The NFC West has been the Sun Belt Conference of the NFL for nearly a decade. The Niners’ 13-3 finish last year had as much to do with their weakling divisional opponents as the team’s improvement under charismatic first-year coach Jim Harbaugh. The Seahawks and Cardinals, without a decent quarterback between them, hovered at or around .500 thanks to tight defense, some overtime wins and two games each against the Rams, who might not have been able to win six games in the SEC.

The Niners weren’t fooled by their gaudy record in 2011. They took major strides to upgrade a receiving corps that wasn’t up to postseason snuff. The Seahawks addressed their quarterback problem by acquiring two of them; the Cardinals addressed theirs by crossing their fingers. The Rams appointed Jeff Fisher as their latest czar, but Fisher must complete the surveying before he starts an earnest rebuilding. This is the Niners’ division to lose, but NFC West teams are notoriously good at losing things.

San Francisco 49ers

Tweet-sized Preview: Goodbye, talented-but-unpredictable WRs! Hello, Randy Moss! Hey, wait a minute …

Biggest Change from 2011: Moss and Mario Manningham lead a skill-position influx that also includes first-round pick A.J. Jenkins at receiver and running backs Brandon Jacobs and rookie LaMichael James. With Frank Gore, Vernon Davis and Michael Crabtree among the returnees, there may not be enough footballs to go around, especially since Moss will want all of them. Despite the changes, Kyle Williams is still returning punts. Kyle Williams is still returning punts?!

Overblown Story: The Alex Smith-Cam Newton offseason “controversy.” Smith name-dropped Newton in a July interview, using Newton as an example of a quarterback who throws for 300 yards but doesn’t win games. Smith later backtracked, saying he “got carried away.” Smith has clearly graduated from Jim Harbaugh’s Quarterback and Media Relations Academy: speak loudly, throw sparingly and let the defense carry the big stick. 

Undersold Story: Harbaugh now claims to have “five guys who are No. 1 receivers.” Moss was out of football last year and has some notorious attitudes about blocking, running decoy routes and common courtesy toward caterers. Manningham was a No. 3 receiver last season. Jenkins has only been a No. 1 receiver at Illinois. The Niners’ receiving corps is better than it was in the NFC Championship Game, but it is not on par with the best receiving corps in the conference, and the mix of personalities could get volatile. Offensive coordinator Greg Roman claims that whoever is officially listed as the starting wide receiver “accounts for nothing.” Tell that to the guys who aren’t listed as the starting wide receivers.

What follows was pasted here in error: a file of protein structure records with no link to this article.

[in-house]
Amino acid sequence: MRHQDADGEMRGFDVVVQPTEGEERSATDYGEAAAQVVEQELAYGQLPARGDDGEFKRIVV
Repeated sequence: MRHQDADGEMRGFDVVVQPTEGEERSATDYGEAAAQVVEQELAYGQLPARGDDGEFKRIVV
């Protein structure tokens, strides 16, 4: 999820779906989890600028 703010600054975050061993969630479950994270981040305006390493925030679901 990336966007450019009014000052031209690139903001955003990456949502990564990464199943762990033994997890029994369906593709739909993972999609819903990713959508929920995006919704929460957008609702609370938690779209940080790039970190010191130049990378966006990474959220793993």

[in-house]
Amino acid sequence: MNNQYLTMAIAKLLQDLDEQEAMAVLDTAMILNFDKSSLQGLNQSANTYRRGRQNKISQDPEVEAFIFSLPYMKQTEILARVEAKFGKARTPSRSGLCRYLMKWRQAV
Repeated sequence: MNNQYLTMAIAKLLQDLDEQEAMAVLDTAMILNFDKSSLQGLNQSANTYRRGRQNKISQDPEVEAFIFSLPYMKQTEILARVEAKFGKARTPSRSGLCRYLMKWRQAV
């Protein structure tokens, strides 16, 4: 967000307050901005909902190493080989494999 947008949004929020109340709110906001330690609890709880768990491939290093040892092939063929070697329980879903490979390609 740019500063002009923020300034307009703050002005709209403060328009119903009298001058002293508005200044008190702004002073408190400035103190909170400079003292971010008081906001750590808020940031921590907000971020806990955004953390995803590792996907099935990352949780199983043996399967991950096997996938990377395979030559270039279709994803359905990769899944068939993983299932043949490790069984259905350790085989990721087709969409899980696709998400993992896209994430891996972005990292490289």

Telling Stat: The Niners had a bigger field-position advantage than any team of the last decade. The average Niners drive started at the 33.4-yard line, the best field position in the NFL. Opponents started at the 24.0-yard line, the worst field position in the NFL. The tilted field position, caused by lots of takeaways and a great return game, tilted many games in their favor.

Breakout Player: There is such a logjam at the skill positions that it is hard to determine who will do what, but two rookies stood out in camp. Jenkins’ speed is obvious, and he improved steadily after a rough start. James showed explosiveness as a kick returner and all-purpose back before Harbaugh shut him down, both to nurse a minor injury and hide him from opponents. Both players can provide the big-play potential the Niners’ offense lacked for most of last season.

Bottom Line: Their punishing defensive front seven will keep them at the top of the easily topped NFC West, but the improved Seahawks and a rough schedule (Giants, at Packers, at Patriots, at Saints) will cause significant record deflation. PREDICTION: 9-7.

Seattle Seahawks

Russell Wilson
The Seahawks may soon realize just how much Russell Wilson’s athletic limitations will limit their offense. (Getty Images)
Tweet-sized Preview: New QBs + New Uniforms + Pete Carroll’s Defense + RussellMania - The T.O. Show = around .500, again.

Biggest Change from 2011: Rookie Russell Wilson beat Matt Flynn for the starting job with some crisp passing, timely scrambling and the kind of “fiery little guy” personality that often yields short-term results. A defense loaded with up-and-comers like defensive backs Richard Sherman and Kam Chancellor is now a year older and wiser. The attempt to resurrect/rehabilitate Terrell Owens failed, but Braylon Edwards is still around to play the role of enigmatic, disappointing veteran receiver.

Overblown Story: Wilson is exactly the kind of pesky player who thrives in rumpus-room preseason conditions and wins over both coaches and fans. Once opponents start game-planning for him, they will discover a 5-foot-11 (maybe) rollout passer with a so-so arm. Flynn will be waiting in the wings when the Seahawks realize just how much Wilson’s athletic limitations will limit their offense.

Undersold Story: The Seahawks have one of the two or three best secondaries in the NFL. Safety Earl Thomas is a Pro Bowler, cornerbacks Sherman and Brandon Browner are big, physical and can run with most receivers, and Chancellor is an old-fashioned bone crusher at strong safety. All but Browner are younger than 24. The Jets and a few other teams may have better secondaries now, but wait until 2013.

Telling Stat: The Seahawks were outscored 168-119 in the first halves of games but outscored opponents 202-147 in the second halves. It is hard to tell exactly why the Seahawks were so flat in the first half and great in the second. Maybe Pete Carroll should start the game with his halftime speech.